nep-hpe New Economics Papers
on History and Philosophy of Economics
Issue of 2007‒11‒03
seven papers chosen by
Erik Thomson
University of Chicago

  1. The Impact of Milton Friedman on Modern Monetary Economics: Setting the Record Straight on Paul Krugman's "Who Was Milton Friedman?" By Edward Nelson; Anna J. Schwartz
  2. How to be an Ecological Economist By Malte Faber
  3. "Behavioral Aspects of Implementation Theory" By Hitoshi Matsushima
  4. A Theory of Reference-Dependent Behavior By Jose Apesteguia; Miguel A. Ballester
  5. What Professor Rodrik Means by Policy Reform: Appraising a Post-Washington Paradigm By Derek Headey
  6. Will Monetary Policy Become More of a Science? By Frederic S. Mishkin
  7. Society, firm, individual : the striking topicality of Taylor’s “vision of the world” By Solé, Andreu; Maggi, Bruno

  1. By: Edward Nelson; Anna J. Schwartz
    Abstract: Paul Krugman's essay "Who Was Milton Friedman?" seriously mischaracterizes Friedman's economics and his legacy. In this paper we provide a rejoinder to Krugman on these issues. In the course of setting the record straight, we provide a self-contained guide to Milton Friedman's impact on modern monetary economics and on today's central banks. We also refute the conclusions that Krugman draws about monetary policy from the experiences of the United States in the 1930s and of Japan in the 1990s.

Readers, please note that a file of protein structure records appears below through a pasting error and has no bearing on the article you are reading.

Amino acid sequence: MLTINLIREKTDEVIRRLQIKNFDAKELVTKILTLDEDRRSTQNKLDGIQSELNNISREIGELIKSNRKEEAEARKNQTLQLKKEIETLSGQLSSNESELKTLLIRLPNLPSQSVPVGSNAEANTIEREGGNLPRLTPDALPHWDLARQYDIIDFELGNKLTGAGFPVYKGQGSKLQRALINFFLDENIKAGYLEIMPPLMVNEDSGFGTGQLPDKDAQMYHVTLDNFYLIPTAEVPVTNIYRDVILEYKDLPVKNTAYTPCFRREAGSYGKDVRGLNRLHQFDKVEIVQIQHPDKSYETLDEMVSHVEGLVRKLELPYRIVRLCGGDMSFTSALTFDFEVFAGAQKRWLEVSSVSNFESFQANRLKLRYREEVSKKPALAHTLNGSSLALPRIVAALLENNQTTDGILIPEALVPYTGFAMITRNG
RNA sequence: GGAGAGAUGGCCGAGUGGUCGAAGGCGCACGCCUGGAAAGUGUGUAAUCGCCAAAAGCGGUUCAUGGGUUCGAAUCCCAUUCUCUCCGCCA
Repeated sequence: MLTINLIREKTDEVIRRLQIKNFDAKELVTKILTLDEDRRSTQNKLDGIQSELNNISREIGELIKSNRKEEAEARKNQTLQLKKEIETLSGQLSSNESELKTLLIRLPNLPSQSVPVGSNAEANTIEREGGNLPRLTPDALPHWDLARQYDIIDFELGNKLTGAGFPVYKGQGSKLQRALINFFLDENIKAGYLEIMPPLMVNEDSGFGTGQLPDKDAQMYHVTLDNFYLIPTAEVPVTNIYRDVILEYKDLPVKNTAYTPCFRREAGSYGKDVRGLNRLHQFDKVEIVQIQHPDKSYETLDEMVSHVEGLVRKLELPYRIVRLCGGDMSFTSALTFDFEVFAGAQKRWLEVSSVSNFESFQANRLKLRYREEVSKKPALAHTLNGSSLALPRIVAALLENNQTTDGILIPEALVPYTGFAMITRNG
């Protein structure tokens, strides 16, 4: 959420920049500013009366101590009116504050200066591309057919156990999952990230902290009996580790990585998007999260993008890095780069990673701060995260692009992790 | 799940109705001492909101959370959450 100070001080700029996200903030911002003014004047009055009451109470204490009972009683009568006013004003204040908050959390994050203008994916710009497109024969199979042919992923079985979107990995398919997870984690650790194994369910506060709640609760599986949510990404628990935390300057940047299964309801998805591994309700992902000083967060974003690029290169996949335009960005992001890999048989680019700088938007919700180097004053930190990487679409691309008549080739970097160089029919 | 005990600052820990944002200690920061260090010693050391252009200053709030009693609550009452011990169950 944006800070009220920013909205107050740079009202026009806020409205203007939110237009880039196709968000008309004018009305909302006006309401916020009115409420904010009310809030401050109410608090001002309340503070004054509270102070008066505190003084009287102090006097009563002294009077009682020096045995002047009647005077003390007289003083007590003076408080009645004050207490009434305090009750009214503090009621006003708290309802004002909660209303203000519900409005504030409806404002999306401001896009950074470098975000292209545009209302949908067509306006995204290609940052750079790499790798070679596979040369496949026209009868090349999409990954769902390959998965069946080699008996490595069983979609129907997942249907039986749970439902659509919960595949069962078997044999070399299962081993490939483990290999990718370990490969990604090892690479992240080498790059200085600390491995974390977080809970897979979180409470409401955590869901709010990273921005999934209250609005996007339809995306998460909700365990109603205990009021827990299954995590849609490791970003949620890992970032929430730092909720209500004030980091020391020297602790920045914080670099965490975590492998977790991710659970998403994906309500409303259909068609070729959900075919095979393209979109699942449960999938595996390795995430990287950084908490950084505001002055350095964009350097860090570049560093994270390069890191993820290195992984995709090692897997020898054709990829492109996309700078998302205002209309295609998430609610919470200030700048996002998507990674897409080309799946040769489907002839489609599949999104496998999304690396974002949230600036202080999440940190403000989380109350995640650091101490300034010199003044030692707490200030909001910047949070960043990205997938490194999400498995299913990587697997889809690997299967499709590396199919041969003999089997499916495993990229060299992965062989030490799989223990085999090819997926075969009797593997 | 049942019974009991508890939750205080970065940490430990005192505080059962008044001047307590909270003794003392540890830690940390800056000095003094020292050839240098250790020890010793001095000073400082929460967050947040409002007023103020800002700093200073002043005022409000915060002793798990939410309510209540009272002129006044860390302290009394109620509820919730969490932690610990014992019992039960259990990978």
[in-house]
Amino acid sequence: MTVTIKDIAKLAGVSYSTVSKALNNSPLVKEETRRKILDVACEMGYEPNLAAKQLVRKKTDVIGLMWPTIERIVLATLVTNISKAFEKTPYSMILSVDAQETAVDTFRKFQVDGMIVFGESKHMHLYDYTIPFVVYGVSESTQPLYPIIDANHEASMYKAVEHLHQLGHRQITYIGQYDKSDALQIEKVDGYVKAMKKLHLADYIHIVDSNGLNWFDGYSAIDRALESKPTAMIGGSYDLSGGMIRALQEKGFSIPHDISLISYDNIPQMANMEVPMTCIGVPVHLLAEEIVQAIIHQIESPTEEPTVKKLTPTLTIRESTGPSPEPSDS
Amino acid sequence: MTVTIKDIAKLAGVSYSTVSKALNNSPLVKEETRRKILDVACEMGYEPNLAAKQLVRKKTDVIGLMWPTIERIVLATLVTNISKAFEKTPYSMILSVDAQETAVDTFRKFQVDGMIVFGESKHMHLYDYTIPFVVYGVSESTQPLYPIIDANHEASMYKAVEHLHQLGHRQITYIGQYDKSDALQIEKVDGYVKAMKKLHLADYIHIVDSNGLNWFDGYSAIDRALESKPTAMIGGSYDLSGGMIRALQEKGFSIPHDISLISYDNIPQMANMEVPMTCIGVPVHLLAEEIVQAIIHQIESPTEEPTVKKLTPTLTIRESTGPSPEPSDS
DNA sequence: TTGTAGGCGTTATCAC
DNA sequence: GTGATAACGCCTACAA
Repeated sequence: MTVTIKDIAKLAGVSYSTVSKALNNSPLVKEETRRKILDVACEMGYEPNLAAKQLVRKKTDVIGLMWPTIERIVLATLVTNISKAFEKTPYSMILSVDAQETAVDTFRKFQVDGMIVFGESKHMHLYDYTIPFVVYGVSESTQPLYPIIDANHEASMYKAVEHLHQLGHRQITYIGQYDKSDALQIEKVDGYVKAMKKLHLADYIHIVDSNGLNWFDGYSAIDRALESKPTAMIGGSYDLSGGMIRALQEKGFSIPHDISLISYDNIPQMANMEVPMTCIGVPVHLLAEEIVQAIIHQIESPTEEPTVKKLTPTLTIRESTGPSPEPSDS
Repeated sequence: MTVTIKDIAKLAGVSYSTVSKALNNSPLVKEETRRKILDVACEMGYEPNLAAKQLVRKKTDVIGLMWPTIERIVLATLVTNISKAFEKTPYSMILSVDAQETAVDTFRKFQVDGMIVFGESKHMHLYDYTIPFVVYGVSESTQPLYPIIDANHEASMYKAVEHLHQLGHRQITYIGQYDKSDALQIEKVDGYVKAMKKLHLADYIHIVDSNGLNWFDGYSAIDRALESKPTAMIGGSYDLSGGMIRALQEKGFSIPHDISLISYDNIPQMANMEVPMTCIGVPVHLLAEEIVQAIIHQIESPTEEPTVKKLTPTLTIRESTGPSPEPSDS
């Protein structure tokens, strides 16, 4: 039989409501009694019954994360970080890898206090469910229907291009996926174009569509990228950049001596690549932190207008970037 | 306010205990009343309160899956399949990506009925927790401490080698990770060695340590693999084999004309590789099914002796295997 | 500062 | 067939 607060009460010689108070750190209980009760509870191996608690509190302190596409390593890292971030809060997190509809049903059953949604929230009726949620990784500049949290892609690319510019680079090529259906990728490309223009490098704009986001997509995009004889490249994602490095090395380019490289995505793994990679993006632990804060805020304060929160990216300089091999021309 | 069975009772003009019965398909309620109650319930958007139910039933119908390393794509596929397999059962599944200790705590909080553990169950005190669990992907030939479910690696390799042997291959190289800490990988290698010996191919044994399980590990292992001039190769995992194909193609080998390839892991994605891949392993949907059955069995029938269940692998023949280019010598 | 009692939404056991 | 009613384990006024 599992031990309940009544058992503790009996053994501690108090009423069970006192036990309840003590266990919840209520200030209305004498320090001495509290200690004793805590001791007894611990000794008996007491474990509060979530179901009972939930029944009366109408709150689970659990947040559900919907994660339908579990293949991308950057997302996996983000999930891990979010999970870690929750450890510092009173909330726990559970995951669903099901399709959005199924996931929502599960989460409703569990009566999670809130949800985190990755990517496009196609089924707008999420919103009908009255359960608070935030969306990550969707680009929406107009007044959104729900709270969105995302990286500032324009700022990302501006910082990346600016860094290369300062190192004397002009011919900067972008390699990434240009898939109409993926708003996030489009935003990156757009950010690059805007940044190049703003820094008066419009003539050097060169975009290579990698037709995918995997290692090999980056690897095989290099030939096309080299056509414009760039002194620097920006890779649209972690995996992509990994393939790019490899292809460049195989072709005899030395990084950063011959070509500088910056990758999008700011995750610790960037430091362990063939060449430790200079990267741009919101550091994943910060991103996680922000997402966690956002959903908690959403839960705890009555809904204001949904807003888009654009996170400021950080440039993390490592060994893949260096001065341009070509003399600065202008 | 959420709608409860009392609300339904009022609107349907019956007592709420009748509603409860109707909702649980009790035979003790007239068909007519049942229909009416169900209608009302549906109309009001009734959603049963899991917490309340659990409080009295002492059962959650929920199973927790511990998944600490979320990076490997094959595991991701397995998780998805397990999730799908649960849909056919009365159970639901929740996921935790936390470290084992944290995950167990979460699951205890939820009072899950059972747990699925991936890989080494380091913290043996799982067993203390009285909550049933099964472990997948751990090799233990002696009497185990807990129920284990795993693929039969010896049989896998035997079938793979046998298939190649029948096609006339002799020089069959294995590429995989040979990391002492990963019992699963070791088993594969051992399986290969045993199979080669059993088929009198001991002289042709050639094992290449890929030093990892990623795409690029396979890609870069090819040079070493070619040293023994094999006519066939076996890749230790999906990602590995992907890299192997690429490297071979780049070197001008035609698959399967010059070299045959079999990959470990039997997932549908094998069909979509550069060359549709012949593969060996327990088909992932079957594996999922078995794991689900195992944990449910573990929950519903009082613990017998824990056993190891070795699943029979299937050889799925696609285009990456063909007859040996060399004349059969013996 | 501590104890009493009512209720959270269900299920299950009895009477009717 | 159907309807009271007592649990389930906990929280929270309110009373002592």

JEL: E31 E51 E58
    Date: 2007–10
  2. By: Malte Faber (University of Heidelberg, Department of Economics)
    Abstract: To answer the question "How to be an Ecological Economist", we must start by defining the field of Ecological Economics. Mainstream Economics altogether lacks the concepts required to deal adequately with nature, justice and time. It was the absence of these three concepts in this otherwise great social science that led to the establishment of Ecological Economics. The interest in nature, justice and time is its defining characteristic. The main thesis of this paper is that our field is a fragile institution and that the professional existence of an ecological economist is no less fragile. However, this very fragility also represents freedom, scope for free thinking, conceptualising and research. Nevertheless, to be able to really use and in turn enjoy the full scope of this freedom, an ecological economist needs certain specific characteristics, in particular what is termed in the German philosophical tradition "Urteilskraft" and in English "power of judgement". A description of these characteristics is developed in this paper, providing an answer to the question "How to be an ecological economist?"